Iodine For Fowlpox (The Truth On Using It For Fowlpox)

Seeing your chicken suffer through an illness is not easy, but thankfully, a couple of chicken diseases can be treated with minimal effort and by using treatments that are not harsh.

So, can iodine be used to treat fowlpox? This article looks into it

Iodine for fowlpox:

Fowlpox is a disease that can quickly spread throughout your flock. There isn’t a cure but there are a couple of treatments that you can use on your bird to make this illness easier to deal with, and iodine is one of them.


Iodine is used by humans to help maintain good health, it can also be used on chickens suffering from fowlpox.

Dry fowlpox (the fowlpox that affects the non-feathery parts of your chicken’s body, and the one that causes lesions that turn into black scabs on your chicken’s skin) can be treated using iodine. 

The scabs produced by dry fowlpox should not be removed, they should fall off on their own.

If you do remove them by picking or scratching them off then this can create wounds on your bird’s skin and cause a secondary infection to develop. You can treat these scabs by using iodine.

The iodine works as a general antiseptic, it also helps to dry the scabs off allowing them to fall off quickly and on their own. 

How to use iodine:

If left unattended, the scabs on your bird’s skin will dry up and fall off 2 – 4 weeks after first appearing. However, if you want to speed this process up then you can use iodine on the scabs to help them dry and fall off even sooner.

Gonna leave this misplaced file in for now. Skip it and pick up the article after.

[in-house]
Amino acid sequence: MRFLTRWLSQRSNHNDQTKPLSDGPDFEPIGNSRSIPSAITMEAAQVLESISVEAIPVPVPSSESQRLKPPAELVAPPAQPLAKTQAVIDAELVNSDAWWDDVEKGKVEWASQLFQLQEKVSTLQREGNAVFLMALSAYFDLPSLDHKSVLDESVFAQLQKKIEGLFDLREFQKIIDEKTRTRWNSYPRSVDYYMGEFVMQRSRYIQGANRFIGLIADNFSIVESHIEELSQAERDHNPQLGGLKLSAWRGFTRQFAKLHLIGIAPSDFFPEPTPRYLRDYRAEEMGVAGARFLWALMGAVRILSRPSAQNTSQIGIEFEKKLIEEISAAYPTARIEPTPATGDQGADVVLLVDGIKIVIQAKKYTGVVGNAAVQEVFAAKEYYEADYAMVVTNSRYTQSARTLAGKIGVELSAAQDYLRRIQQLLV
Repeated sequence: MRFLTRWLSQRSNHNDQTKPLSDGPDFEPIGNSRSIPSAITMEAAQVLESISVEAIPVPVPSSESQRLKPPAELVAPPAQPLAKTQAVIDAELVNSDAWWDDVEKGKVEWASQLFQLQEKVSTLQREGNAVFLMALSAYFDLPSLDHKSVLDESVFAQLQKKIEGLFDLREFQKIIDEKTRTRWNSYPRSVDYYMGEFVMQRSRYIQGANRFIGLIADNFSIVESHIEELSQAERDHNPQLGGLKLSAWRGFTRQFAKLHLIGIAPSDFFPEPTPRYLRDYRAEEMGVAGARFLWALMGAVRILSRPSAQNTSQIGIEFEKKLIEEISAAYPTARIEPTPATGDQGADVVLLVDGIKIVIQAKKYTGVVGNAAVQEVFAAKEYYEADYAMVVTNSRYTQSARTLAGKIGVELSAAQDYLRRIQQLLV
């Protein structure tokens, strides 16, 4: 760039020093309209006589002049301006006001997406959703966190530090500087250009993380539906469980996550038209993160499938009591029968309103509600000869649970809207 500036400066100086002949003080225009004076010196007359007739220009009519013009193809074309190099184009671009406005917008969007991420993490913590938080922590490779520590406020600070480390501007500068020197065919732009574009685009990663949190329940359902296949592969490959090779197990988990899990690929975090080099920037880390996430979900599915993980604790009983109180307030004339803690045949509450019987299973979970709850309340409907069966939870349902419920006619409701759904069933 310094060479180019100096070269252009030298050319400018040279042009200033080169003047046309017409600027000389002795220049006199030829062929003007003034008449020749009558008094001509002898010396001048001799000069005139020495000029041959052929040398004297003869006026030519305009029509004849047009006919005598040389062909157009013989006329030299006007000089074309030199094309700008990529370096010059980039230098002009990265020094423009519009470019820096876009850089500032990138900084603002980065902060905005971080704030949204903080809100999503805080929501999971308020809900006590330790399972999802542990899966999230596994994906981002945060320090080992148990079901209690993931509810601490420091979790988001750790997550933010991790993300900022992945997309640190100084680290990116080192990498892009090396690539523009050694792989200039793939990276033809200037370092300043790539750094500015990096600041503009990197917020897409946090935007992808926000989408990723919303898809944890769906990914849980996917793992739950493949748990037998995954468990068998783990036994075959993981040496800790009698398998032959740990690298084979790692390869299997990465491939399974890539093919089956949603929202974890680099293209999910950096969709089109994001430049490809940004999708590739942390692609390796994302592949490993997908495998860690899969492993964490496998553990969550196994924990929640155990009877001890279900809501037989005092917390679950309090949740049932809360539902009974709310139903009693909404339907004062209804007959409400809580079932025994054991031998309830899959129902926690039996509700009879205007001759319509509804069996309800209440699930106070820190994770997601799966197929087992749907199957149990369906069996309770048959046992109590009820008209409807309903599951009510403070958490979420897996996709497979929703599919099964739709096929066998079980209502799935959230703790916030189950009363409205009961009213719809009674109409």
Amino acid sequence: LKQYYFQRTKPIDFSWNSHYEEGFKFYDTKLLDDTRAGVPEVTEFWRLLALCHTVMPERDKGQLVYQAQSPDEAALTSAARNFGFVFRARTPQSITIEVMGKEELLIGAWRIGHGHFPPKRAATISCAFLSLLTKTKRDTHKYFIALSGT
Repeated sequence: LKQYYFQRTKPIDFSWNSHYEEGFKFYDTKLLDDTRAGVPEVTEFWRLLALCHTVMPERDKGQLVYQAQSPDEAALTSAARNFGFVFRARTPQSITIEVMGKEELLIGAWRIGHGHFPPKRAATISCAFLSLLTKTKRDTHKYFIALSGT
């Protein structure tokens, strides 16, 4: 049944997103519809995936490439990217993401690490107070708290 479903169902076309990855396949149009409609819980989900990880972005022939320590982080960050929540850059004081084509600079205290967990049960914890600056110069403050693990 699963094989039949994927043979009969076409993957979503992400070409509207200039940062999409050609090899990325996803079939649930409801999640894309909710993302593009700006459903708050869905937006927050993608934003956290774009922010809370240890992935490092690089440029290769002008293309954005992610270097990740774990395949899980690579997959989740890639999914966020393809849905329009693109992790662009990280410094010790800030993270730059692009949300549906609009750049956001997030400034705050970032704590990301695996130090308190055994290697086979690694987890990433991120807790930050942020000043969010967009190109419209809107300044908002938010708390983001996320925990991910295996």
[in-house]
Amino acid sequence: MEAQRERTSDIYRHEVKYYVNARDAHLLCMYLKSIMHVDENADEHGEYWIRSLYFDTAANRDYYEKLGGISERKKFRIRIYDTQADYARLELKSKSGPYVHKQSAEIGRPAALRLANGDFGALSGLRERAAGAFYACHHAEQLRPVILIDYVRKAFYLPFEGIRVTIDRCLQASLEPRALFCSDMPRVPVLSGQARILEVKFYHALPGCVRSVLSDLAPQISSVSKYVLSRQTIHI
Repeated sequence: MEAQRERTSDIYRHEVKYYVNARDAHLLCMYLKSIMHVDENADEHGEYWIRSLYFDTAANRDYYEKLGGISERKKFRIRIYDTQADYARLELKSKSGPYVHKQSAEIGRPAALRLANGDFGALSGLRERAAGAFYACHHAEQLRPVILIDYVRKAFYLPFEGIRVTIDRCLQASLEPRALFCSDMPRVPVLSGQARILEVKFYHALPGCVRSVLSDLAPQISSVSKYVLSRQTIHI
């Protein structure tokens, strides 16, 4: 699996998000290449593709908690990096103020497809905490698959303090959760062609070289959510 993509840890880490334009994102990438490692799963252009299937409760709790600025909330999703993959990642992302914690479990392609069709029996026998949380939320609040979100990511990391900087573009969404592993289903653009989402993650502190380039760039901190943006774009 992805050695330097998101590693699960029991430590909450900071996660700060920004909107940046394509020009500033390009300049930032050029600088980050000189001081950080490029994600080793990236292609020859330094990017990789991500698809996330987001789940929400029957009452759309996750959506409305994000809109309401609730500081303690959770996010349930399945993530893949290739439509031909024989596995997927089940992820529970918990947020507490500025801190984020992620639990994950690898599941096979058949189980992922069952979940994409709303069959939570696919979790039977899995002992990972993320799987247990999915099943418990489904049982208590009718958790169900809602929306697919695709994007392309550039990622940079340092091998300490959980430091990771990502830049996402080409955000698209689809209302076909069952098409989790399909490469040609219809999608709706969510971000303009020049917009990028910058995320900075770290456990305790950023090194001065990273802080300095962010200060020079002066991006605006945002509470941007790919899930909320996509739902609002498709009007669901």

You can use undiluted iodine and apply this directly onto your bird’s scabs. Dab this solution onto your bird’s scabs using a cotton round or a  q-tip. Make sure that you avoid the bird’s eyes and nostrils when doing this. 

Iodine can also be helpful when used internally, you’d need to dilute the iodine before feeding it to your chickens.

To do this, dilute one teaspoon of 1 percent iodine into one gallon of water, if you’re using 2 percent iodine then mix half a teaspoon of it into a gallon of water. Give this to your birds as their only source of drinking water.

This solution will sanitize the drinking water and help to stop the spread.

What is the best treatment for fowlpox?

There are a few other treatments that you can use to treat your bird’s fowlpox. These treatments will not cure the bird, there is no known cure for this ailment, but they will help the bird fight off the disease:

Vitamins and minerals: A bird with a strong immune system will be better equipped to fight this illness off. Giving the bird vitamins and minerals will help keep the bird’s immune system running at its best. The vitamins and minerals will also promote rapid wound healing. 

Betadine: This is another treatment that is used to treat wounds and prevent infection. It can be used on chickens who have fowlpox. 

First aid salve: The scabs can also be treated using a first aid salve like cetrigen or manuka honey.

If you enjoyed this article then you may also be interested in other bird related articles. Here are some articles that you may be interested in: Chicken Has A Purple Comb And Is LethargicChicken Comb Turning GreyChicken Comb Turning BlueTurmeric For FowlpoxToothpaste For Fowlpox

Iodine For Fowlpox (The Truth On Using It For Fowlpox)
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